From: Wietse Venema (no email)
Date: Fri Jan 09 2004 - 22:36:21 EST
> At 1/9/04 2:04 AM, Nico Wieland wrote:
> >AOL seems to have just implemented SPF ...
> If I'm understanding the way things work, this is actually going to cause
> problems for people who currently forward mail (we do a lot of offsite
> mail forwarding).
> If sends mail to , which
> forwards the message to , and
> example-destination.com uses SPF, then the mail is going to be rejected
> (because aol.com mail was relayed by an unauthorized host,
Those who are risking to break SMTP in the name of fighting SPAM
are risking to break it further by requiring that every forwarding
MTA rewrites the original sender address to something at forwarder dot
This gets us from one problem into the next: how to correctly return
undeliverable mail to the original sender.
What happens when the forwarded message is undeliverable? As required
by the standard, the message will be returned to its envelope sender
address, which is now something at forwarder dot
If this "something" is the user's account at the forwarder, then
the undeliverable mail will never reach the original sender (the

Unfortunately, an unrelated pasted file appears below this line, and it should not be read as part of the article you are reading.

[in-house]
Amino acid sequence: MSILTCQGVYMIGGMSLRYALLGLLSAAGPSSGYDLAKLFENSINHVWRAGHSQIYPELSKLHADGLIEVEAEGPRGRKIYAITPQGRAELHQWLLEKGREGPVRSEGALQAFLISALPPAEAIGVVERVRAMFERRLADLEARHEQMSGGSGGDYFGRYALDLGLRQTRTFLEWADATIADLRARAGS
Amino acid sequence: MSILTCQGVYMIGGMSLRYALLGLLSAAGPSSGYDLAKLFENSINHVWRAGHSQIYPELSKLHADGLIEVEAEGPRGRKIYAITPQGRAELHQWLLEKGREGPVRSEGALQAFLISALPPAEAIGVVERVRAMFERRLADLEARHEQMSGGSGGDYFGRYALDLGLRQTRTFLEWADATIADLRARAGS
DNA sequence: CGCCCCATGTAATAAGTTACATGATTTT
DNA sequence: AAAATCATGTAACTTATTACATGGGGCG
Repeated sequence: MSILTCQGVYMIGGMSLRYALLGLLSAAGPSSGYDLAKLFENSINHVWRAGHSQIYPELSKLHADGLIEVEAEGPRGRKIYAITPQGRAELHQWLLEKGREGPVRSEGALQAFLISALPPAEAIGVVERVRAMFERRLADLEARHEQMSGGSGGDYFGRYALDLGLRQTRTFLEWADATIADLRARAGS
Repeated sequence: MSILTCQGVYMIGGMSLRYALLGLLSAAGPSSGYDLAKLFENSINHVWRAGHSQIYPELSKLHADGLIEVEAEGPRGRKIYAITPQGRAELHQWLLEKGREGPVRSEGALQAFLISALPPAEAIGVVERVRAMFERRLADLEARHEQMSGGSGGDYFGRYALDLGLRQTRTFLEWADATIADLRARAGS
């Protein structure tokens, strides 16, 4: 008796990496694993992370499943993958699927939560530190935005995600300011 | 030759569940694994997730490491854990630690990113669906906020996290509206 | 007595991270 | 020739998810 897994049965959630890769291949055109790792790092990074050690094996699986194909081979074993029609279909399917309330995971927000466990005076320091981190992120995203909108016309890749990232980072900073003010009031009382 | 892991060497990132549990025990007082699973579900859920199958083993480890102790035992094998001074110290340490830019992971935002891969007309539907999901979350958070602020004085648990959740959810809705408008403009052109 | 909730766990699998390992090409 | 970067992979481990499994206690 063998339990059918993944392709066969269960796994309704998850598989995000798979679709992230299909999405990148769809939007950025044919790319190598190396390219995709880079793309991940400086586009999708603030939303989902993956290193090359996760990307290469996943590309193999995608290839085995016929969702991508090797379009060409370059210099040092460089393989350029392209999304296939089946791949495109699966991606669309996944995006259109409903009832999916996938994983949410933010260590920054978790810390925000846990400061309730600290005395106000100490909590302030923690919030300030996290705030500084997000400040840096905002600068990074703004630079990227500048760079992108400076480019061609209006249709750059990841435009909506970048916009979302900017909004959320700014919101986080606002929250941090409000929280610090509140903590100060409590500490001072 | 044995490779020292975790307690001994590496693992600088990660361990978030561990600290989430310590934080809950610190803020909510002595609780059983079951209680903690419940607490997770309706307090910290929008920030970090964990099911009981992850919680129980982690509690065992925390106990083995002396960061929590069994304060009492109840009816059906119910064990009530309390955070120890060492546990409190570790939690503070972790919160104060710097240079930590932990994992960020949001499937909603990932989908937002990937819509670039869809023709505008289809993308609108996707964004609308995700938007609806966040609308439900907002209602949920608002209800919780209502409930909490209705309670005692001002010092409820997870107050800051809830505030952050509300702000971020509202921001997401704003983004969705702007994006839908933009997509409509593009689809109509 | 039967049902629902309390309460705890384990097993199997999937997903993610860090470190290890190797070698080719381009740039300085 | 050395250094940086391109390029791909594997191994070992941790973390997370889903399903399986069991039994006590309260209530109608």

forwarding MTA would have to remember FOR EVERY MESSAGE the
before-forwarding sender address for every individual message that
it forwards, something that is obviously not practical). So for
all practical purposes, the mail would be lost.
A more practical "solution" is for the forwarding MTA to encode
the before-forwarding sender address into the something at forwarder
address. The encoding cannot be direct like sender/domain at forwarder
(this would not only be fragile, it would also be subject to mail
relaying abuse). The "something" would have to be a cookie with
only a finite time to live, and its reverse mapping would be
known only to forwarding MTA.
For users whose mail passes through multiple forwarding service
providers this transformation will need to be reversible so that
undeliverable mail will correctly be forwarded from one provider
to the previous forwarding provider amd then to the original sender.
In other words, SPF like schemes alone break SMTP mail forwarding.
It is a mistake to replace the sender by user at forwarder: that causes
loss of undeliverable mail. Undoing the damage from SPF like schemes
requires a non-trivial and non-spoofable reversible address mapping
mechanism in every forwarding MTA.